"...a computer is a stupid machine with the ability to do incredibly smart things, while computer programmers are smart people with the ability to do incredibly stupid things. They are,in short, a perfect match.." Bill Bryson

  3. #3
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    Thank you. So what to do?




    In the book C ++ Primer many slist used. I do not understand how to use these examples, I have not obtained. I want to be thoroughly used slist and custom data types.
    Last edited by Dmy; 03-15-2017 at 10:26 AM.

  4. #4
    Lurking whiteflags's Avatar
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    Normally, a slash is an indication of a directory. So #include<stlport/slist.hpp> would mean that your compiler knows where to find a folder called "stlport" and inside of such folder is slist.hpp.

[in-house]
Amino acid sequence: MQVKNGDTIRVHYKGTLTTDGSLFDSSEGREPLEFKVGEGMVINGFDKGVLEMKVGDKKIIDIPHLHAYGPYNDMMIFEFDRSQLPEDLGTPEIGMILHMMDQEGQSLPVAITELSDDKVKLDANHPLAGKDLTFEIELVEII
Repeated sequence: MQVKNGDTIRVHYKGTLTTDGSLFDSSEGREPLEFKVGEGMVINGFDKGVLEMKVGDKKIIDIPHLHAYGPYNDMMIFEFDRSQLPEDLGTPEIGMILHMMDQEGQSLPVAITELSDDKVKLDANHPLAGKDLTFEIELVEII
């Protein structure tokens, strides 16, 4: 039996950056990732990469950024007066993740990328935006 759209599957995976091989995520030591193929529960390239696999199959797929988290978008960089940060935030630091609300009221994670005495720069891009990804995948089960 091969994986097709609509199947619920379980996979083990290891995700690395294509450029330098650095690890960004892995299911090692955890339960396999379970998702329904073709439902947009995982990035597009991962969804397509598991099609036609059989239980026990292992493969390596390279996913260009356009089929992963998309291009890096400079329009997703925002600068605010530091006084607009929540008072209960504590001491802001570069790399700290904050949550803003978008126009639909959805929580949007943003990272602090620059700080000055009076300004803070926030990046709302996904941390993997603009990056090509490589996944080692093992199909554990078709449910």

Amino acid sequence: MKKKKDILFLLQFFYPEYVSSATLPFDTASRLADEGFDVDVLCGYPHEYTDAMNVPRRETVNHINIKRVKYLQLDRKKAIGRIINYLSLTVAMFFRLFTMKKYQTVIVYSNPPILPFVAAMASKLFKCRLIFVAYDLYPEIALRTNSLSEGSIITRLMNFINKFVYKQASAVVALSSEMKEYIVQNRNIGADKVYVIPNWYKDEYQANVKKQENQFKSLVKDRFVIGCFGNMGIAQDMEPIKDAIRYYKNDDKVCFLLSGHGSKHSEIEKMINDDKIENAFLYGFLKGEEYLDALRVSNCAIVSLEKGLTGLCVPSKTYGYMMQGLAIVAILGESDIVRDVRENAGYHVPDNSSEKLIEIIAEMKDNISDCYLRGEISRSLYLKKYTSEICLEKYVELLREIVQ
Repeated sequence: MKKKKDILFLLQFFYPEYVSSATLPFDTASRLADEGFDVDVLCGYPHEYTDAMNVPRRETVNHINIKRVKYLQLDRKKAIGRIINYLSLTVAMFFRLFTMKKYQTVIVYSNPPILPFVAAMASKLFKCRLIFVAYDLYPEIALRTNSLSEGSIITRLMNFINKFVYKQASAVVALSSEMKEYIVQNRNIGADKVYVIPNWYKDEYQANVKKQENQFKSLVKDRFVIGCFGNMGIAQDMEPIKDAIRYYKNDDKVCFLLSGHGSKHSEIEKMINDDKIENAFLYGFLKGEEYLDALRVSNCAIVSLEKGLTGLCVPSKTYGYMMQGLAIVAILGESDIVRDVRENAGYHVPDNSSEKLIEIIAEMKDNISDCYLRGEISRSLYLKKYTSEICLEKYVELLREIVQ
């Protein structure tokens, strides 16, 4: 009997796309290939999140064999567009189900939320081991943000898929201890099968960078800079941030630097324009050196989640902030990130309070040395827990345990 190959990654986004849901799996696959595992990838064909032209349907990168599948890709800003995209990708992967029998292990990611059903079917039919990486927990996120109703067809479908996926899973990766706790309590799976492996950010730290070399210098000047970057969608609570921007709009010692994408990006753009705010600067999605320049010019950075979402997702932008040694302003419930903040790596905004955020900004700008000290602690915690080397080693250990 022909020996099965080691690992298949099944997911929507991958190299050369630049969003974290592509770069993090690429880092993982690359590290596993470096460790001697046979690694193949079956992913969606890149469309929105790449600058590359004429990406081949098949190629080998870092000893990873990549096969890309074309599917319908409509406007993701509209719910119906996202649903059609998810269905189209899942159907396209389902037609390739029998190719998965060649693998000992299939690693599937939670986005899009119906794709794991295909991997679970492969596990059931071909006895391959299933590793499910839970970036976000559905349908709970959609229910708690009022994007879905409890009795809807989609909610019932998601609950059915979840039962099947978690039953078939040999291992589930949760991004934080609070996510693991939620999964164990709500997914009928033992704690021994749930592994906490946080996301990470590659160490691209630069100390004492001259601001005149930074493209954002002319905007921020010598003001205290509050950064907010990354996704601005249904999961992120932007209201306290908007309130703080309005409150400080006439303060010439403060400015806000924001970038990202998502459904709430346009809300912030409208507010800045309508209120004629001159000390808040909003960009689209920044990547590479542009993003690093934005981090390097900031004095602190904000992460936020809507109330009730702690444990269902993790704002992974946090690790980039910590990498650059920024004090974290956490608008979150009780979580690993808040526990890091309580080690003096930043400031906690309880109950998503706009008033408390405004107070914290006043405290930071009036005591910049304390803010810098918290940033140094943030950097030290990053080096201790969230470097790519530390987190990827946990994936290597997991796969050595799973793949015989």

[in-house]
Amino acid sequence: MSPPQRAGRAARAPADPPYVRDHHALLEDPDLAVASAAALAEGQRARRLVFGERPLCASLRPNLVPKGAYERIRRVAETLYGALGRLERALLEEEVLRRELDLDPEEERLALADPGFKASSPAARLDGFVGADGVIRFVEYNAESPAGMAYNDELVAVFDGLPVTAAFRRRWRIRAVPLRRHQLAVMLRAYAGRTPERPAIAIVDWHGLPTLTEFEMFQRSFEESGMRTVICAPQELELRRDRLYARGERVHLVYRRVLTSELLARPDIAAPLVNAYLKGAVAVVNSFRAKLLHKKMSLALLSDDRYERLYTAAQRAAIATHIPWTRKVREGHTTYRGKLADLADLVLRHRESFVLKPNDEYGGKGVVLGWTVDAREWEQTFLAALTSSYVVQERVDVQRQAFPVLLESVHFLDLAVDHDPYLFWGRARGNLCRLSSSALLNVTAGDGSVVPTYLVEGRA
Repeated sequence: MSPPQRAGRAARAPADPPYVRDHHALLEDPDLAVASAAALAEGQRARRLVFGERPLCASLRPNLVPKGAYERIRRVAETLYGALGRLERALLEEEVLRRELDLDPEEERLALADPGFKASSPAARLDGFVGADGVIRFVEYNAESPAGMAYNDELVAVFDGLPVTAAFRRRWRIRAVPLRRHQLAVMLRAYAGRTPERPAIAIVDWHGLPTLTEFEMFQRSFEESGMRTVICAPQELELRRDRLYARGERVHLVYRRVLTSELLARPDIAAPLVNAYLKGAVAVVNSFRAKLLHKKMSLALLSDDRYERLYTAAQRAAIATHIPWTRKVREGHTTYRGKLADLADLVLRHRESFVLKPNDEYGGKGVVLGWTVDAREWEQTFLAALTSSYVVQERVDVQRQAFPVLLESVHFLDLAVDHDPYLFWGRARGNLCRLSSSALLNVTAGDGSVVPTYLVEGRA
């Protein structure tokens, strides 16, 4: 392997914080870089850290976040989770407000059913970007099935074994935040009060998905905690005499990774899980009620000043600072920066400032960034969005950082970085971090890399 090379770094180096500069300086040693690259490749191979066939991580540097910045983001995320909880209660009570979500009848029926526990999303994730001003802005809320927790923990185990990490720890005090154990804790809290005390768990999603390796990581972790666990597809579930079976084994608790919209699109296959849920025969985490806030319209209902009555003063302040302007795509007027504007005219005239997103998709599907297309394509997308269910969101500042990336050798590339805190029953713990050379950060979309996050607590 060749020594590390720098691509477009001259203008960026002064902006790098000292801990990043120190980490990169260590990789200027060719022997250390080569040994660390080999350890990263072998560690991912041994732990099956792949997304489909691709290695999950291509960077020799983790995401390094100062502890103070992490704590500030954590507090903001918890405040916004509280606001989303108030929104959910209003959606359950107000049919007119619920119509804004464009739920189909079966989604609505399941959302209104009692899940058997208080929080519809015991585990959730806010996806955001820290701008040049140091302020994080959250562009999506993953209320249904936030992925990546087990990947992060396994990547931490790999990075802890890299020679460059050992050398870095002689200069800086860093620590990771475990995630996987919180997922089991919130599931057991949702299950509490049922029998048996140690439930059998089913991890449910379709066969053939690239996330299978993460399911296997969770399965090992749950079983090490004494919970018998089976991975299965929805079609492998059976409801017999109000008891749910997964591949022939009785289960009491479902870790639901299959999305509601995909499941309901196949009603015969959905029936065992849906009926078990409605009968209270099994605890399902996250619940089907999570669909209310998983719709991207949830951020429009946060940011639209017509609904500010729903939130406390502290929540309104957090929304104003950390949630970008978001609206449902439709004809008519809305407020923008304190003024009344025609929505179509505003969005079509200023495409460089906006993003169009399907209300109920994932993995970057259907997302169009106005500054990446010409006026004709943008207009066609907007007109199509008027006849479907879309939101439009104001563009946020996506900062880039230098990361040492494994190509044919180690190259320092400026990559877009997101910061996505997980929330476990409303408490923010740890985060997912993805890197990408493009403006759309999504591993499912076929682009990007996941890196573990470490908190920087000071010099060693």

If you need help getting the above part to work, then we need to know what IDE you are using to write code.

    STLport is a portable, third-party implementation (as in not you or your compiler) of the Standard Template Library, which comes with extra features. It is meant to be an alternative to a native compiler version. That is pretty much all you need to know if you're starting out in C++.

    I notice that you have other list libraries in your posts, like boost and your compiler's native list type. You do have to know which library you want to use. I personally haven't read C++ Primer, but from what you say about it, it sounds like you need to use the STLport or the boost version, but not both, in order to learn the most from the book. Slist is not a standard type, but it is an implementation of a very common data structure: a singly-linked list; a class with a pointer to the next object.